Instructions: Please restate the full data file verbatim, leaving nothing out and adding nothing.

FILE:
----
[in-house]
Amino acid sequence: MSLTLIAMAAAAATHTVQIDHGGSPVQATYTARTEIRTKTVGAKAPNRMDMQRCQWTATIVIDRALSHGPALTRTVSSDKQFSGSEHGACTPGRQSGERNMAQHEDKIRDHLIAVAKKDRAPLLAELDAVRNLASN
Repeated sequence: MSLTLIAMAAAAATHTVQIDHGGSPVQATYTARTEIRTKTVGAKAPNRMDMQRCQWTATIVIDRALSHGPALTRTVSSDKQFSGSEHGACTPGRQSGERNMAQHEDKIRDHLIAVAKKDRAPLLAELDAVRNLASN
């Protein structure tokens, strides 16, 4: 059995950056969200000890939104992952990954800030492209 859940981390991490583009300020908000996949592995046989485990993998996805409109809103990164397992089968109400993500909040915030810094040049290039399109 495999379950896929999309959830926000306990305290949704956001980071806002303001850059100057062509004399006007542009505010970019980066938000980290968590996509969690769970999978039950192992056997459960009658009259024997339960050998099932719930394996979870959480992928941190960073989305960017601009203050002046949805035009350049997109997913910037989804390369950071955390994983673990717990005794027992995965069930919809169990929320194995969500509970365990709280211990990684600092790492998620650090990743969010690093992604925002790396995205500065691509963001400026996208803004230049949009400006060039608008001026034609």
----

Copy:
[in-house]
Amino acid sequence: MSLTLIAMAAAAATHTVQIDHGGSPVQATYTARTEIRTKTVGAKAPNRMDMQRCQWTATIVIDRALSHGPALTRTVSSDKQFSGSEHGACTPGRQSGERNMAQHEDKIRDHLIAVAKKDRAPLLAELDAVRNLASN
Repeated sequence: MSLTLIAMAAAAATHTVQIDHGGSPVQATYTARTEIRTKTVGAKAPNRMDMQRCQWTATIVIDRALSHGPALTRTVSSDKQFSGSEHGACTPGRQSGERNMAQHEDKIRDHLIAVAKKDRAPLLAELDAVRNLASN
């Protein structure tokens, strides 16, 4: 059995950056969200000890939104992952990954800030492209 859940981390991490583009300020908000996949592995046989485990993998996805409109809103990164397992089968109400993500909040915030810094040049290039399109 495999379950896929999309959830926000306990305290949704956001980071806002303001850059100057062509004399006007542009505010970019980066938000980290968590996509969690769970999978039950192992056997459960009658009259024997339960050998099932719930394996979870959480992928941190960073989305960017601009203050002046949805035009350049997109997913910037989804390369950071955390994983673990717990005794027992995965069930919809169990929320194995969500509970365990709280211990990684600092790492998620650090990743969010690093992604925002790396995205500065691509963001400026996208803004230049949009400006060039608008001026034609």